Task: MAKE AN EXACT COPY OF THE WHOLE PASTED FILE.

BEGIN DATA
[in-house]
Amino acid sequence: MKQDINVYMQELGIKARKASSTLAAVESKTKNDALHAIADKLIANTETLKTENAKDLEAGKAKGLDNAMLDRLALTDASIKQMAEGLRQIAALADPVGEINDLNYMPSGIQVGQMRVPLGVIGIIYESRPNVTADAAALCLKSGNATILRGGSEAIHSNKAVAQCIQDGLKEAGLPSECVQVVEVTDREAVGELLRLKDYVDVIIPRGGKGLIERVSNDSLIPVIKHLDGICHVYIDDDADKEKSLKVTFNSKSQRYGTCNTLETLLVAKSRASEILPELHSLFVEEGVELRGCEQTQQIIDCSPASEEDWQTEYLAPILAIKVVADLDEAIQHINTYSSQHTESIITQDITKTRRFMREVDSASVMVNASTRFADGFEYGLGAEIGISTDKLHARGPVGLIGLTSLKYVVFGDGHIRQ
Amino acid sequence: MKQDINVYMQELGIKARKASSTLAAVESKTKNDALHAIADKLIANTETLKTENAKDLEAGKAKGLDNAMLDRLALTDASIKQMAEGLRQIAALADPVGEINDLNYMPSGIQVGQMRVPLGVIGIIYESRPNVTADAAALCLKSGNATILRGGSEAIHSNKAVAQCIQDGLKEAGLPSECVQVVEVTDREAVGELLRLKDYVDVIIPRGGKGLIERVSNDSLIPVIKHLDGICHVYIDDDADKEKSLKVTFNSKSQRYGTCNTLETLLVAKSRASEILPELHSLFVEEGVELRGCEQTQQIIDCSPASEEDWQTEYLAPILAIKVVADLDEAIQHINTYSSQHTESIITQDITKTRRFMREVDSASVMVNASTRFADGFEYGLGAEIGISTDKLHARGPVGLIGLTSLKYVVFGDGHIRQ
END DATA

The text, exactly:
[in-house]
Amino acid sequence: MKQDINVYMQELGIKARKASSTLAAVESKTKNDALHAIADKLIANTETLKTENAKDLEAGKAKGLDNAMLDRLALTDASIKQMAEGLRQIAALADPVGEINDLNYMPSGIQVGQMRVPLGVIGIIYESRPNVTADAAALCLKSGNATILRGGSEAIHSNKAVAQCIQDGLKEAGLPSECVQVVEVTDREAVGELLRLKDYVDVIIPRGGKGLIERVSNDSLIPVIKHLDGICHVYIDDDADKEKSLKVTFNSKSQRYGTCNTLETLLVAKSRASEILPELHSLFVEEGVELRGCEQTQQIIDCSPASEEDWQTEYLAPILAIKVVADLDEAIQHINTYSSQHTESIITQDITKTRRFMREVDSASVMVNASTRFADGFEYGLGAEIGISTDKLHARGPVGLIGLTSLKYVVFGDGHIRQ
Amino acid sequence: MKQDINVYMQELGIKARKASSTLAAVESKTKNDALHAIADKLIANTETLKTENAKDLEAGKAKGLDNAMLDRLALTDASIKQMAEGLRQIAALADPVGEINDLNYMPSGIQVGQMRVPLGVIGIIYESRPNVTADAAALCLKSGNATILRGGSEAIHSNKAVAQCIQDGLKEAGLPSECVQVVEVTDREAVGELLRLKDYVDVIIPRGGKGLIERVSNDSLIPVIKHLDGICHVYIDDDADKEKSLKVTFNSKSQRYGTCNTLETLLVAKSRASEILPELHSLFVEEGVELRGCEQTQQIIDCSPASEEDWQTEYLAPILAIKVVADLDEAIQHINTYSSQHTESIITQDITKTRRFMREVDSASVMVNASTRFADGFEYGLGAEIGISTDKLHARGPVGLIGLTSLKYVVFGDGHIRQ